Sounds bad

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from Gothamist


Triggerfish selfie

via this blogpost, “25 Creepiest Creatures of Narragansett Bay,” ht Sis.


San Francisco

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Right before Christmas had a chance to visit San Francisco — always great!IMG_1447

In San Francisco you can really feel like you’re halfway in the ocean.  IMG_1387

Finding myself with an idle hour I went to go check out Diego Rivera’s mural Allegory of California over at the City Club in the former Pacific Stock Exchange building.  The City Club was all done up for a Christmas party.

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Pictures of the mural often leave out the amazing ceiling part:

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Rivera painted this one in 1931,   He modeled the lady on tennis champ Helen Wills Moody, who was at that time one of California’s most famous daughters:

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She was a painter herself:

Wills was an artist by avocation. She received a degree in fine arts along with a Phi Beta Kappa key from the University of California, and painted throughout her life. She was delighted to be chosen as the model for Diego Rivera’s two-story mural “The Riches of California,” commissioned for $2,500 in 1930. Wills and the first of her two husbands, the financier Frederick Moody, invited Rivera and his wife, the painter Frieda Kahlo, to a celebratory tea after the mural’s unveiling at the former San Francisco Stock Exchange.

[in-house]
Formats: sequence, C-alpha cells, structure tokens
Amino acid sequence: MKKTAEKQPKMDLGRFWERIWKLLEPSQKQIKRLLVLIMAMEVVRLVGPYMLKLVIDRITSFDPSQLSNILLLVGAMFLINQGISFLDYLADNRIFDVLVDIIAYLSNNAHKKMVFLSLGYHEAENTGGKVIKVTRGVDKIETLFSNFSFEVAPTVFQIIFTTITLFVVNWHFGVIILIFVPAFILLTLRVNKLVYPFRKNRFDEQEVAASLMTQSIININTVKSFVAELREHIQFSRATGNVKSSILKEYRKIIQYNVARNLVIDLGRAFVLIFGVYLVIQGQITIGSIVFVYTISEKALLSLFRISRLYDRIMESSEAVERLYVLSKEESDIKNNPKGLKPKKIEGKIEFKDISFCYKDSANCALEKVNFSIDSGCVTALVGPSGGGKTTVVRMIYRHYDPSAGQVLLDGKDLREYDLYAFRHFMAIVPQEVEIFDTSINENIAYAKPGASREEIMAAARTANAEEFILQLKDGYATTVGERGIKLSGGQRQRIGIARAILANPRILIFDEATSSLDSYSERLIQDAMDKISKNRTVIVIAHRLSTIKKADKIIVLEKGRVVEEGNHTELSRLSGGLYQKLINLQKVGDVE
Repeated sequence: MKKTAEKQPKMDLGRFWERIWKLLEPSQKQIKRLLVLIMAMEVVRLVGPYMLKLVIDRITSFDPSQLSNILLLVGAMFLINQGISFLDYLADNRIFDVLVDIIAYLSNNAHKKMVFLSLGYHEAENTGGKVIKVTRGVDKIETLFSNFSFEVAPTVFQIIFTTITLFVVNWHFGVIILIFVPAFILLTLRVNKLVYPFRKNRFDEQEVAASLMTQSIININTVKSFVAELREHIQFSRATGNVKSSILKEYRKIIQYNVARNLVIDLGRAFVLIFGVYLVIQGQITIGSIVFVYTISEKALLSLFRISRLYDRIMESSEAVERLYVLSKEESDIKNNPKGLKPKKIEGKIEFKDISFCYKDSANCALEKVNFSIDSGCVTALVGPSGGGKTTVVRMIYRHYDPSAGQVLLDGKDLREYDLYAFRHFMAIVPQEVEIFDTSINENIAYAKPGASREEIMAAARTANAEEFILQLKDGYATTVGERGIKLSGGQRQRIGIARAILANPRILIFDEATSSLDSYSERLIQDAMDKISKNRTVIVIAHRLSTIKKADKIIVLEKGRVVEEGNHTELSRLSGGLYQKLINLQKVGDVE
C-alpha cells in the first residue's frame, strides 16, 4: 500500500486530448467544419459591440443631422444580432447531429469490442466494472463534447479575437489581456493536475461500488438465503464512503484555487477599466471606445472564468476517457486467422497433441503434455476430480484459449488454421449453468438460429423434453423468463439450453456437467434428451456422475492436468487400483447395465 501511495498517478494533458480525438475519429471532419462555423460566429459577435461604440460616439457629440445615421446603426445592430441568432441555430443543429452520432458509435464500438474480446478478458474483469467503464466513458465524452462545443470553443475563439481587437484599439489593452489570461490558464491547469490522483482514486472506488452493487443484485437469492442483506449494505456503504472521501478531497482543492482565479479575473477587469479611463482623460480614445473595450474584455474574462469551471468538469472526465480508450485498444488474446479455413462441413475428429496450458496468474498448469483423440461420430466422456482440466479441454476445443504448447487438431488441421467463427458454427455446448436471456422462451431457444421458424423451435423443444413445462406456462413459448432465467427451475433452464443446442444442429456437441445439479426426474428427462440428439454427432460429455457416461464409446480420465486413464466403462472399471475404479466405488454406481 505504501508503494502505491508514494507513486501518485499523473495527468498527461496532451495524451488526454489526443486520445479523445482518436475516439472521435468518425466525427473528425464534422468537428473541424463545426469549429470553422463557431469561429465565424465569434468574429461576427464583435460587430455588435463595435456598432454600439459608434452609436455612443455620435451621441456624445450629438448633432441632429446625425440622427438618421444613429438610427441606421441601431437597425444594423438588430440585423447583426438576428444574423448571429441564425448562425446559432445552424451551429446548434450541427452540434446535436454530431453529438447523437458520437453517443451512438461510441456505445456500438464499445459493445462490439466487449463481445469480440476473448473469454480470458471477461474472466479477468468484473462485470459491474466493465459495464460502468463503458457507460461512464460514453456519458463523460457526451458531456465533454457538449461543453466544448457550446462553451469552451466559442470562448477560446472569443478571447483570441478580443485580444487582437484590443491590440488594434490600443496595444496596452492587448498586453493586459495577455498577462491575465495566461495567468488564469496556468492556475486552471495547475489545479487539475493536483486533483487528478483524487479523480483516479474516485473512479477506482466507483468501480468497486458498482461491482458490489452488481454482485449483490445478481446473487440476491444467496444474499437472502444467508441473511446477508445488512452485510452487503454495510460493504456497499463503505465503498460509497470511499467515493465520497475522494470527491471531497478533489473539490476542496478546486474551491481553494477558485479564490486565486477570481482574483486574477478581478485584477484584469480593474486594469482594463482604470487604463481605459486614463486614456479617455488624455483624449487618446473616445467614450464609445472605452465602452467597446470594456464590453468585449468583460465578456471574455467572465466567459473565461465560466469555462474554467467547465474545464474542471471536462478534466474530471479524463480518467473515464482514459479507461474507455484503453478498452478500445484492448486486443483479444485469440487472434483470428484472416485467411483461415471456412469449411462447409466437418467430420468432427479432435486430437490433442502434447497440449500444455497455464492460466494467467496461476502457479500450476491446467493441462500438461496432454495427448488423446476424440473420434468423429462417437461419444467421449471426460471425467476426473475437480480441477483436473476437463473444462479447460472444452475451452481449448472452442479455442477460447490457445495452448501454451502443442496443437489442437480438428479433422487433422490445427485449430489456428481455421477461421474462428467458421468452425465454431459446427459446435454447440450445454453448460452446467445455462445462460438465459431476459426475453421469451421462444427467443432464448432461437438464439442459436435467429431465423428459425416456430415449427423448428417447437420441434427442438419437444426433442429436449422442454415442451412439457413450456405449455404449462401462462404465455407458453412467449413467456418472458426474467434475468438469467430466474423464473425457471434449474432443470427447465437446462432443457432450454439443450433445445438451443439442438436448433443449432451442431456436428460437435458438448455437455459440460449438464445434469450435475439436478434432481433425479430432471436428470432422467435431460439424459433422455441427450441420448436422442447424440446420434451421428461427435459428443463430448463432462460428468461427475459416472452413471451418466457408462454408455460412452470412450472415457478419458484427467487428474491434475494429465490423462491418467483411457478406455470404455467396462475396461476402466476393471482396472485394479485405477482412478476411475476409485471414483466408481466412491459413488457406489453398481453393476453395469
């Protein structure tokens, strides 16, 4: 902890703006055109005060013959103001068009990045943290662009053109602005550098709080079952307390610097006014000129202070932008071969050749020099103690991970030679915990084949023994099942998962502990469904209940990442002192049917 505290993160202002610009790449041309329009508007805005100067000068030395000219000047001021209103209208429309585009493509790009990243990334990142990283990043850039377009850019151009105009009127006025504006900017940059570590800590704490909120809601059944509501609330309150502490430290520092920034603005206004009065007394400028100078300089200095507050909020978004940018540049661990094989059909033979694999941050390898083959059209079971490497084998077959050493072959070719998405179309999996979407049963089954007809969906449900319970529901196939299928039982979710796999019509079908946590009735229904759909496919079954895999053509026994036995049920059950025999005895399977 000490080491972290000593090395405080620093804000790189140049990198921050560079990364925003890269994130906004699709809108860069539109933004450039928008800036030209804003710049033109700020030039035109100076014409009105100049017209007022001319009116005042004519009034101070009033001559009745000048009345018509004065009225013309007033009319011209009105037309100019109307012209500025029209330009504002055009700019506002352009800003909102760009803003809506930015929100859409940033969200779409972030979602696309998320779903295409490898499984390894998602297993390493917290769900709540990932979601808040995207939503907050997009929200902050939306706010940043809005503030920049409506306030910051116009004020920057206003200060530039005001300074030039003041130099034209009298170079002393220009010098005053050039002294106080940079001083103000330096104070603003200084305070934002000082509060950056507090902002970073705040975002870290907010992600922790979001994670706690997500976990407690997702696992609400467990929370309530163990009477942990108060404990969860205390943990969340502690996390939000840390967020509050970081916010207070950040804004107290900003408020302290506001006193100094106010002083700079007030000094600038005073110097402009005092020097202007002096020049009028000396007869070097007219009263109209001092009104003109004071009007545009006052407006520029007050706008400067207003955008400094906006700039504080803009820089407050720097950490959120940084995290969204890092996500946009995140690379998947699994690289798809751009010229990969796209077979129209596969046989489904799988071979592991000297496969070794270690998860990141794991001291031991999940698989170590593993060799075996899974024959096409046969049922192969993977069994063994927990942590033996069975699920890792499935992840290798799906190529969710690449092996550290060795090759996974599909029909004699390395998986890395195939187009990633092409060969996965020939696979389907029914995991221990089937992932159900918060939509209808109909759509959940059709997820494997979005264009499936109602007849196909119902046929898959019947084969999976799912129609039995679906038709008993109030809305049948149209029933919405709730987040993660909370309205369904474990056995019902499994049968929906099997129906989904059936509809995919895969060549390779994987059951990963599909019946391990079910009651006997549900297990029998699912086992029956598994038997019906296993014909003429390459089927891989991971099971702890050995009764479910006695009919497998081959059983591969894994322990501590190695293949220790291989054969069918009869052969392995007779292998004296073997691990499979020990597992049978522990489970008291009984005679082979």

For Wills, who confessed to suffering the intangible pangs of “a restless heart,” tennis and painting were the best antidotes for melancholy. She maintained an artist’s studio at her residences in San Francisco and later in Carmel, once sold 40 paintings for $100 each and illustrated her own articles for The Saturday Evening Post.

Here’s one of her own drawings:

Screen Shot 2016-01-07 at 1.26.20 PMLifting that one from San Francisco’s Lost Art Salon.   Reader Schoboats calls our attention to a good detail from Wills Moody’s NY Times obit:

Perhaps Wills’s most infamous match, and certainly the one she extolled as the focal point of her playing career, was her only meeting with Lenglen, the queen of the continent, in a much ballyhooed showdown at Cannes in 1926. Lenglen was 26 and tactically superior; Wills was 20 and physically stronger. Lenglen won the raucous encounter, 6-3, 8-6.

There was a prizefight atmosphere, with tickets scalped at a then-shocking rate of $50 each, and an international gallery of spectators that included King Gustaf, a group of stowaway French schoolboys in a eucalyptus tree at one end of the court and Wills’s future husband, Frederick Moody, who introduced himself to her after the match. Wills was fond of noting that although she lost the match, she not only gained perspective on necessary changes to her game, which tended to be without nuance and relied on battering her opponents into submission with repetitious forehand ground strokes, but also gained a husband.

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Maybe next time I’m up there I will get to see Making Of A Fresco:

making of a fresco


Record Group 80: Series: General Photographic File Of the Department of the Navy, 1943-1958